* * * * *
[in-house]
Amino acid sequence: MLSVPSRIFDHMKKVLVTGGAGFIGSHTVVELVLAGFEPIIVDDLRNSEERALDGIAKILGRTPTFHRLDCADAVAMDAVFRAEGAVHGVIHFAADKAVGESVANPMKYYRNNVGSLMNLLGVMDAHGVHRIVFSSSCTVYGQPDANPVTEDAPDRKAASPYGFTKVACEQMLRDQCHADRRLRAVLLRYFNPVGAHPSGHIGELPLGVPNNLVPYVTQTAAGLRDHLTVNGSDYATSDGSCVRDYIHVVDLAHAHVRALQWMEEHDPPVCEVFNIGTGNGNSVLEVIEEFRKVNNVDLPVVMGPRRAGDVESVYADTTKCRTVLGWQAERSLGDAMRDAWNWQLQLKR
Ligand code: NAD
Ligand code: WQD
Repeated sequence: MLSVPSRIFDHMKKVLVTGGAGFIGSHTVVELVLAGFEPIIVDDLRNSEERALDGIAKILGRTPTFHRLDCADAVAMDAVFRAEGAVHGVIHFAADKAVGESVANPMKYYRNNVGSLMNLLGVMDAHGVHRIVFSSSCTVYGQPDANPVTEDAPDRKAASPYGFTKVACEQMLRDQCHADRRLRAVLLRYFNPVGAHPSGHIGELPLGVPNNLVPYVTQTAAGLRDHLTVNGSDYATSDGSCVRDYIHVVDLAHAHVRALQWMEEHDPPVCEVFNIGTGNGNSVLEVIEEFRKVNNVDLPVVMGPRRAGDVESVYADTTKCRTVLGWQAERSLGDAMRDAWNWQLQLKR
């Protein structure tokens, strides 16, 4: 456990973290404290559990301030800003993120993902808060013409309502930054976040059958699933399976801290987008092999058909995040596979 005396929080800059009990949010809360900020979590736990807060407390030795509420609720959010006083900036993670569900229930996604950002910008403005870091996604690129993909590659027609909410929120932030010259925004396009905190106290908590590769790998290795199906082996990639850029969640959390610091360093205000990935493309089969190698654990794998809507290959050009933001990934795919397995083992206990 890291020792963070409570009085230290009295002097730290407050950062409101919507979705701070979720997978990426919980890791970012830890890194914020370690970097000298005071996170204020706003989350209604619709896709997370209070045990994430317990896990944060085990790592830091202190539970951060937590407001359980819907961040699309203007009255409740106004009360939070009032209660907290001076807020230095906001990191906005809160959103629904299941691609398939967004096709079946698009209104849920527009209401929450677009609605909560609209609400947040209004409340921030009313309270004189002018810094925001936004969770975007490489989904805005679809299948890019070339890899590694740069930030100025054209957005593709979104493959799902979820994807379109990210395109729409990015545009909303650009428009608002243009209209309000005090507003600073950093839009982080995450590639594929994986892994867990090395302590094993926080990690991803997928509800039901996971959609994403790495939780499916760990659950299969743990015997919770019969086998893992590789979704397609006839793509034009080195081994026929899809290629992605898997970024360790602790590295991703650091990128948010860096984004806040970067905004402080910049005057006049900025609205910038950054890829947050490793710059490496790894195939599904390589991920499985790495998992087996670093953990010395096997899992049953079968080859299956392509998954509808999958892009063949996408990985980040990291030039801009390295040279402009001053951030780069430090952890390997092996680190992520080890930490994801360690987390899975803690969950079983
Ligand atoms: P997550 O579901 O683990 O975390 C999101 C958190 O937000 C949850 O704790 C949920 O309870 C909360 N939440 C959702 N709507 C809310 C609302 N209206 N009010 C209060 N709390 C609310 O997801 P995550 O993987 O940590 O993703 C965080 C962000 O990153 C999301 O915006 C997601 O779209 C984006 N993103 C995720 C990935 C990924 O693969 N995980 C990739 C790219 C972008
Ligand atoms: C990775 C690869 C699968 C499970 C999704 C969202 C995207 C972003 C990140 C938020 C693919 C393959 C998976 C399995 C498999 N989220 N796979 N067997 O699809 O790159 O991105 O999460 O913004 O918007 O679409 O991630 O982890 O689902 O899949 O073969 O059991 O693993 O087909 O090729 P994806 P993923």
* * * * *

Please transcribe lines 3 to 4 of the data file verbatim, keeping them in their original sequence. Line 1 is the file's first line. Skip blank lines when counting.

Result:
Ligand code: NAD
Ligand code: WQD